- 01 April, 2000 11:33
Another thing to watch for is access to your POP mail account. If you have an existing account with a regular ISP, then you probably use a program like Netscape Mail, Eudora or Outlook Express to access your e-mail from a POP server. Some free ISPs do not allow POP access, so you would not be able to get e-mail from your regular ISP e-mail account using those services.
You can access POP mail using a Web-based mail service through a free ISP - most Web-based mail services support POP mail collection (e.g., Yahoo! Mail mail.yahoo.com and POP3Now www.pop3now.com).
One thing you cannot avoid paying for, even with a free ISP, is your phone call charges. Free ISPs are generally focused on the major cities, but two (Global Freeway and Hop On) offer significant support for more rural areas either via remote dial-in points or a local call charge only number. If you live in a non-metropolitan area, this is important, as call charges can often exceed the cost of your online time if you are dialling STD.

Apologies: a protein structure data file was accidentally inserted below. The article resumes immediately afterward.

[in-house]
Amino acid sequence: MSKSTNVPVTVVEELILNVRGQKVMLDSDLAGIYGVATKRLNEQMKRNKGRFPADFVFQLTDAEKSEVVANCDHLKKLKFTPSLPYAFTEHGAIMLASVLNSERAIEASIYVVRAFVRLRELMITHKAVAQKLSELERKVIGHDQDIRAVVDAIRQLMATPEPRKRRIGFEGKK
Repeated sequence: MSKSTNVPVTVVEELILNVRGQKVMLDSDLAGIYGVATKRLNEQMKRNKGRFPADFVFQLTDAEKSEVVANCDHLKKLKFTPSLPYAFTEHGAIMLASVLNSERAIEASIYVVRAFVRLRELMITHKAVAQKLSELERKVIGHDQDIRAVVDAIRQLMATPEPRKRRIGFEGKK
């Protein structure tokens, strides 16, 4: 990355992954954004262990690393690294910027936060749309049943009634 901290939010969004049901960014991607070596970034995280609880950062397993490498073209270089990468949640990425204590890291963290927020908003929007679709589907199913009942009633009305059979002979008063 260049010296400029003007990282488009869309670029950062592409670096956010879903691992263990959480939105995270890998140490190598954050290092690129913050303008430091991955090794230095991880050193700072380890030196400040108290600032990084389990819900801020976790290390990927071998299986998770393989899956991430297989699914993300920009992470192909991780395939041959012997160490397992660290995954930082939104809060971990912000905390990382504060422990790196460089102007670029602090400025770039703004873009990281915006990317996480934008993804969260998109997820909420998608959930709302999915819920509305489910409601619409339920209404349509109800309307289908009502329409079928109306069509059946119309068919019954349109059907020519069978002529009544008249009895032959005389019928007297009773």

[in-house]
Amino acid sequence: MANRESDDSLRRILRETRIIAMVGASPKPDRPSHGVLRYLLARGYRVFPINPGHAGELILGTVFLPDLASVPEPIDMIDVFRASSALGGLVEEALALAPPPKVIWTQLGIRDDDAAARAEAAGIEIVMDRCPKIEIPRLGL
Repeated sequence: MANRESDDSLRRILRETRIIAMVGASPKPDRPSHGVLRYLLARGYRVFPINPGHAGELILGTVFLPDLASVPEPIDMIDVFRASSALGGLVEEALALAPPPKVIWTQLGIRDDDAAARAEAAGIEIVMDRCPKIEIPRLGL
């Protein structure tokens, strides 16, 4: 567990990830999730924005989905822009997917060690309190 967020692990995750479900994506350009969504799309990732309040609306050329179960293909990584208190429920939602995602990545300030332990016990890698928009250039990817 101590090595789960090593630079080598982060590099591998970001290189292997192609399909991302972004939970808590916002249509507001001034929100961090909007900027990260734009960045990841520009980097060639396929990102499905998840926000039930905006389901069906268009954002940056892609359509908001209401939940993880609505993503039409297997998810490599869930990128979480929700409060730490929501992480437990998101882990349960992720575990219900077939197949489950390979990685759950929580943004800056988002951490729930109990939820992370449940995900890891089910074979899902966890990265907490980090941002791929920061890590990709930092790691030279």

Mac users are limited in their choice of free ISP at the moment, with only one offering support (Free Online); however, the others are planning to offer Mac support in the near future.
All the free ISPs reviewed offered users e-mail accounts in one form or another, with some offering multiple e-mail addresses on the same account. One of the five free ISPs reviewed offers users a free Web page with 5MB of space (Hop On), and two others (Free.Net and Go Connect) plans to do so later in the year.